In the example we could move the 5 onto the 6, but this would be a bad move since it locks the 6, which could have been moved to 7, which itself could have been moved with 8 to 9. At that point we reach a dead end in the moving, for 9 can only be moved onto 10, but that card is buried beneath 8 and 4. So to move 9 we would have to move 8 — but this card can only be placed on 9 and so we have no chance of moving 9. This effectively means that 9 is locked and so we can safely moved 8 onto it, followed by the other cards in the sequence.

This is the basic strategy: move unlocked cards onto locked cards. Continue doing this until all cards are part of locked piles or until no card can be moved. Then redeal and do it all again :-)

The cards in the foundations sometimes make things a little more subtle by giving you two ways of moving a given card. If, for example, you want to get rid of the ♣7 card so that the 3 is revealed, then you have two ways of doing this: moving ♣7 unto ♣8 on the tableau, or getting ♣6 on the foundation and then moving ♣6 there too. The problem of getting hold of 3 is equivalent to solving either of these two sub-problems. Always think in terms of such back-tracking: “if I want this card, then I have to move that card, which means that this other card most be moved…” Stop your back-tracking when you hit a cycle like above.

That’s it — if you know of anything extra worth noticing when playing La Belle Lucia please let me know!

It would also be very interesting to hear something about the statistics of the game: how often do you actually have a change, on average? The problem is that you might be unlucky in your last redeal and end up with a king at the top of a pile with another card from the same suit beneath the king. In that case you cannot win since the king cannot be moved, and thus the buried card is lost. I hate when that happens… :-)

Black & White…

Black & White

My littlebrother bought Black & White the other day, and have been playing it constantly ever since… And I must say, that this is probably the most beautiful game I’ve ever seen. The amount of detail in the graphics are simply stunning. If you zoom in, you can see the expressions on peoples faces, and if you zoom all the way out, you end up looking down on your island through some nice fluffy clouds.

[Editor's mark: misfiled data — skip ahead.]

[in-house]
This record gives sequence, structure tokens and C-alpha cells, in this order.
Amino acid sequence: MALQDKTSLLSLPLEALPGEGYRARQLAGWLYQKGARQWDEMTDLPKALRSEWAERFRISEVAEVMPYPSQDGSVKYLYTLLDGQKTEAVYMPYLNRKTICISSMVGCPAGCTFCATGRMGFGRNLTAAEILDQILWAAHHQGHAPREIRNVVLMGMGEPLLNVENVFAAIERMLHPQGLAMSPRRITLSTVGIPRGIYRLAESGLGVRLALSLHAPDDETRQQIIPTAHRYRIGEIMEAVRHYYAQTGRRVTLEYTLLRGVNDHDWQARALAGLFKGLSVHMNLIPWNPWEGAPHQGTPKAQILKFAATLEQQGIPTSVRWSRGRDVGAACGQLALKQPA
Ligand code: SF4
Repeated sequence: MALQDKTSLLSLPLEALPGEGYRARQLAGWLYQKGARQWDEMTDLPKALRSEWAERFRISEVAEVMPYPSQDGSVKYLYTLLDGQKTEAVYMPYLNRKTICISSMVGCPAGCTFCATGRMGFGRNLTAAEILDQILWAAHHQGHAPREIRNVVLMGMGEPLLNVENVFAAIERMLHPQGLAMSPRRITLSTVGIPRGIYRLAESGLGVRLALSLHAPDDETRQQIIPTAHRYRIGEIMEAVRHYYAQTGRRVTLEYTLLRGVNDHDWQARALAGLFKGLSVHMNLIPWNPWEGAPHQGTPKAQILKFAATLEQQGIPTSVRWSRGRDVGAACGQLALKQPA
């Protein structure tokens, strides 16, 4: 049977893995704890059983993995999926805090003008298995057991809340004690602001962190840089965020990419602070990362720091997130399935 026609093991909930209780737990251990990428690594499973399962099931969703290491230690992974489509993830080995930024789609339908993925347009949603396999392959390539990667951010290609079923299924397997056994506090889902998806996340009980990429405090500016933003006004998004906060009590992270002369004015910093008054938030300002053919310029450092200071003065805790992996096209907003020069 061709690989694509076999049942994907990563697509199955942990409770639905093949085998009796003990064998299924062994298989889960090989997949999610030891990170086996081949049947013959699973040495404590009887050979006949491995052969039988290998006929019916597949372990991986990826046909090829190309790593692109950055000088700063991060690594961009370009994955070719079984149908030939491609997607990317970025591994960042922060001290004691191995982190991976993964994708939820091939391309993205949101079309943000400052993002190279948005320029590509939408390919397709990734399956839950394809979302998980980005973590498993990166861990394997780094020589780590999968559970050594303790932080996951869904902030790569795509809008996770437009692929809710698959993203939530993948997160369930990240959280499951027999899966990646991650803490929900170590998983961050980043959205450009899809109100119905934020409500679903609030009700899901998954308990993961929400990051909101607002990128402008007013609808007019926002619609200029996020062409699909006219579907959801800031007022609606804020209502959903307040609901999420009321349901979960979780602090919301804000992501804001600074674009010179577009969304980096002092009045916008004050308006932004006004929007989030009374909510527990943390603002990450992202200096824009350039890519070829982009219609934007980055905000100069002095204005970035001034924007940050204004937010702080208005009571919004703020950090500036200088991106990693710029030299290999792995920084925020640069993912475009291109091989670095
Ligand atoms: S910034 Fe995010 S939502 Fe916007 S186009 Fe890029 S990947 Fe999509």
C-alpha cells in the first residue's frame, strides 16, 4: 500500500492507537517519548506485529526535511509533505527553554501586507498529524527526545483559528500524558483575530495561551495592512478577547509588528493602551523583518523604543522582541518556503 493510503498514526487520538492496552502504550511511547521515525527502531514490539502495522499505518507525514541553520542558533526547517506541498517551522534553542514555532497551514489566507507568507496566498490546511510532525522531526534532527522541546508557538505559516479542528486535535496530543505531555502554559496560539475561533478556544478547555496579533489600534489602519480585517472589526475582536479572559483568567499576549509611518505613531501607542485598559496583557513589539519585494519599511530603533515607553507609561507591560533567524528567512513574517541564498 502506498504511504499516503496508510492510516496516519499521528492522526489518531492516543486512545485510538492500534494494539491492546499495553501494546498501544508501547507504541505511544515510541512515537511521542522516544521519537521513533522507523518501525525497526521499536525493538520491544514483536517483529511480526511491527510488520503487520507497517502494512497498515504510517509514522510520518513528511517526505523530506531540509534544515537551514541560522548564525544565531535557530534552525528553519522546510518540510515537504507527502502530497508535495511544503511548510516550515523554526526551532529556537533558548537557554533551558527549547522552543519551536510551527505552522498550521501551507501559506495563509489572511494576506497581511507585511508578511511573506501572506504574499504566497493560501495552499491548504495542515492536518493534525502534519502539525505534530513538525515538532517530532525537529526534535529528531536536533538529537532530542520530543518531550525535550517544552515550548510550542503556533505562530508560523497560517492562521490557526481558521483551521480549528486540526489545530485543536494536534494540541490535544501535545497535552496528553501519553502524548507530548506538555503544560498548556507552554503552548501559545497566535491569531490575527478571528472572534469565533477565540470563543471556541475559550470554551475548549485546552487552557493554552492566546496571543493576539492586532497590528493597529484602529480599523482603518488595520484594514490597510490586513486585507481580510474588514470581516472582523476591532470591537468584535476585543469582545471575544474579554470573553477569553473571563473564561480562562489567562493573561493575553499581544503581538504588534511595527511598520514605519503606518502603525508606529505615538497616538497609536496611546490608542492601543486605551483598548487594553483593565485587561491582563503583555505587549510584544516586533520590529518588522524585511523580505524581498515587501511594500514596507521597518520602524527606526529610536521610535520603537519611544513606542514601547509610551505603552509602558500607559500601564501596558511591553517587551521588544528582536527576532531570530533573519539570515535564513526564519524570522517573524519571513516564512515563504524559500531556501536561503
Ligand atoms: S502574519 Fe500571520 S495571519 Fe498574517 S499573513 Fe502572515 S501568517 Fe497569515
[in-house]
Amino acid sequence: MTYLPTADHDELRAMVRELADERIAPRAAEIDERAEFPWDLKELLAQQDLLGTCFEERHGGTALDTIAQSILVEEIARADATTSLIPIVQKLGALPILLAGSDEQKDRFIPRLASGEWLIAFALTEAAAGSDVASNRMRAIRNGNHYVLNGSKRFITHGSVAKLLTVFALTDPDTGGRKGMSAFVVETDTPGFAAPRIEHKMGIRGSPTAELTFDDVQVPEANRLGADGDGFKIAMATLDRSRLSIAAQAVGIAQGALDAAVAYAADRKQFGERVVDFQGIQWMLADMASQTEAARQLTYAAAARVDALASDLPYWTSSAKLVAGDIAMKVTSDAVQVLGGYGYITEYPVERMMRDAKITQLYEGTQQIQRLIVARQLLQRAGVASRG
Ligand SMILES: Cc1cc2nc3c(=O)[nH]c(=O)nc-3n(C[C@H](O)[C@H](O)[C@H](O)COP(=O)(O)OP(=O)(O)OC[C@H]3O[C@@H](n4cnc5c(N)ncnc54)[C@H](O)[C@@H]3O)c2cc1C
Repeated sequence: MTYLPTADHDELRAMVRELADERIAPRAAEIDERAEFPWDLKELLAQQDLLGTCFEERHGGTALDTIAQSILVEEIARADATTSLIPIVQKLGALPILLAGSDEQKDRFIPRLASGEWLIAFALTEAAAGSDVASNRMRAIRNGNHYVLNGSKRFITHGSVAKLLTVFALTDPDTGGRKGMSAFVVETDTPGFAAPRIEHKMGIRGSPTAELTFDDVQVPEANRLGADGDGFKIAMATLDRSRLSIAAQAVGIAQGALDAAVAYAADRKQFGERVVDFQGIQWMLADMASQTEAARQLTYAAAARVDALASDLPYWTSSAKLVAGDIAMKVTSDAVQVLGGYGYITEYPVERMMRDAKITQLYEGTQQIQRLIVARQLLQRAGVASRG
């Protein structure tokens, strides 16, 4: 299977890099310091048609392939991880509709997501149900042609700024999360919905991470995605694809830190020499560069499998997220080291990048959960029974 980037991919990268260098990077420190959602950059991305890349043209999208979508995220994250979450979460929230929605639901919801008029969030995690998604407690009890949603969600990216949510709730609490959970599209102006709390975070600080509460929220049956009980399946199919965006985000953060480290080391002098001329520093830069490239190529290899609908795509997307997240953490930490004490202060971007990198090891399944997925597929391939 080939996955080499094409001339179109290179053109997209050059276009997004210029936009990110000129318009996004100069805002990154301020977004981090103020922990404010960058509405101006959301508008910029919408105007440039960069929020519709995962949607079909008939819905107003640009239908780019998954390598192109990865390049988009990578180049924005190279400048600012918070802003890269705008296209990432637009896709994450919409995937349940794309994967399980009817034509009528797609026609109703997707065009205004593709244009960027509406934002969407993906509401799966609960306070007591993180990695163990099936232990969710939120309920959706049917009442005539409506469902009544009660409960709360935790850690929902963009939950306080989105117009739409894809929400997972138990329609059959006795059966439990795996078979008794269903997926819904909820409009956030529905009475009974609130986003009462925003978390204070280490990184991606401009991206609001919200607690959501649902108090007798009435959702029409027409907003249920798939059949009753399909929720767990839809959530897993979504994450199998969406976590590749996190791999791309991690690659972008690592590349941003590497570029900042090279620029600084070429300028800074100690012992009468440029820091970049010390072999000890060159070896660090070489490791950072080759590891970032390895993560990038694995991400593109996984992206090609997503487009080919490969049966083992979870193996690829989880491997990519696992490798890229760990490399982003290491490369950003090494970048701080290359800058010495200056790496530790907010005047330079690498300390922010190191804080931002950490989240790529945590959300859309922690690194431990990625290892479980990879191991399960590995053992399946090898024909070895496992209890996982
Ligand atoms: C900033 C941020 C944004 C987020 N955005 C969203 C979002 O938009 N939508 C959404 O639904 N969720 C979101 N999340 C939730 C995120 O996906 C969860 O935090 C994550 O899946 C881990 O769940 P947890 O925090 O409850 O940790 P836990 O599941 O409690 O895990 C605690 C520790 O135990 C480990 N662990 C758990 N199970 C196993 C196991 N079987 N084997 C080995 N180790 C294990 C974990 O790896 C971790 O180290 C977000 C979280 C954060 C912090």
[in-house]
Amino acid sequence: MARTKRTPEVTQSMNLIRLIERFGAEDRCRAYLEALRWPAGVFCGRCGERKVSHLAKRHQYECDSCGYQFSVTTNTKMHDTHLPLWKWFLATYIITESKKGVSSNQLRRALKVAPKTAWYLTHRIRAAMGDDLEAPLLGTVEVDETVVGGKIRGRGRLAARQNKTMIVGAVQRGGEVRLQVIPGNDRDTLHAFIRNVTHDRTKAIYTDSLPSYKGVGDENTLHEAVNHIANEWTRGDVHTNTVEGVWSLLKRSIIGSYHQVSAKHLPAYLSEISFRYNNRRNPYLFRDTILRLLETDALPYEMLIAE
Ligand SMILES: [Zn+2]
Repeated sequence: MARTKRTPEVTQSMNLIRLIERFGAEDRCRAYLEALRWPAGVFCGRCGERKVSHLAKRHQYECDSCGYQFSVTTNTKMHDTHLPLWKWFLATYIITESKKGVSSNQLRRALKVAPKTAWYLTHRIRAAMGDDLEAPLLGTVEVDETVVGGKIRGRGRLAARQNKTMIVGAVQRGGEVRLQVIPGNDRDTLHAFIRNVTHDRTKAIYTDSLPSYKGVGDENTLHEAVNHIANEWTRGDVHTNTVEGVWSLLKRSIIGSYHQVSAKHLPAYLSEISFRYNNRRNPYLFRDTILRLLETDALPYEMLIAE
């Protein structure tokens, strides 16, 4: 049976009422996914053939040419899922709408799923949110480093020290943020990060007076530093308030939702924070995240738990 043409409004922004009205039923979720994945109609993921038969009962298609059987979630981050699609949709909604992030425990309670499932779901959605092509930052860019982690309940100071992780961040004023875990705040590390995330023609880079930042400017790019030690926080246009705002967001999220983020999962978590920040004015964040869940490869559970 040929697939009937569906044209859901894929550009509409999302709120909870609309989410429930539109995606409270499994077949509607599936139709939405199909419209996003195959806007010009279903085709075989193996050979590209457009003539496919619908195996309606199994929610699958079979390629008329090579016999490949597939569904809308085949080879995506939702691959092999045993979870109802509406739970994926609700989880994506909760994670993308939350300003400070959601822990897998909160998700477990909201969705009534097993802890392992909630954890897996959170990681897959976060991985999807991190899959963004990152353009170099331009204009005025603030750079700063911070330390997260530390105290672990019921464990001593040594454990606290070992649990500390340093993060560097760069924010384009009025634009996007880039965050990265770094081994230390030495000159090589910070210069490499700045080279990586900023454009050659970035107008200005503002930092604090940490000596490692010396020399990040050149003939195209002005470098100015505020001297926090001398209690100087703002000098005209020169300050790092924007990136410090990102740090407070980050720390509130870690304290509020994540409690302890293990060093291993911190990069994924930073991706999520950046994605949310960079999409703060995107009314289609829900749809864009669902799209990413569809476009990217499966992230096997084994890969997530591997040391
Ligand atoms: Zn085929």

The graphics reminds me of Populous The Beginning and the AI-part of the gameplay reminds me of Dungeon Keeper. Peter Molyneux has developed all these games — a very talented guy. Like in Dungeon Keeper you control everything by using your Hand — you can pick things up and put them down again (or throw then around). One of the goals was to remove all icons from the game — this means that you select your miracles by doing gestures on the ground: drawing the correct symbol activates the right miracle.

Black & White also has some quite interesting network features, like a built-in email-client, a weather-system that gives you the same weather in the game, as the one you have outside your windows. Your Creature (you have a learning creature that can help you) also maintains a real homepage on the Internet! When I first heard about this, I thought it was a joke, but it really is true — amazing :-)

Online Quake

After I’ve bought Quake for Linux, I’ve been playing it a lot on the Internet. And I must say that it’s great fun!

I like it best, when there are about 10 other people in the areana. This ensures that you never have to search for someone to frag, which is nice :-) There is one problem, though, with to many people: it’s always the others who get all the good weapons.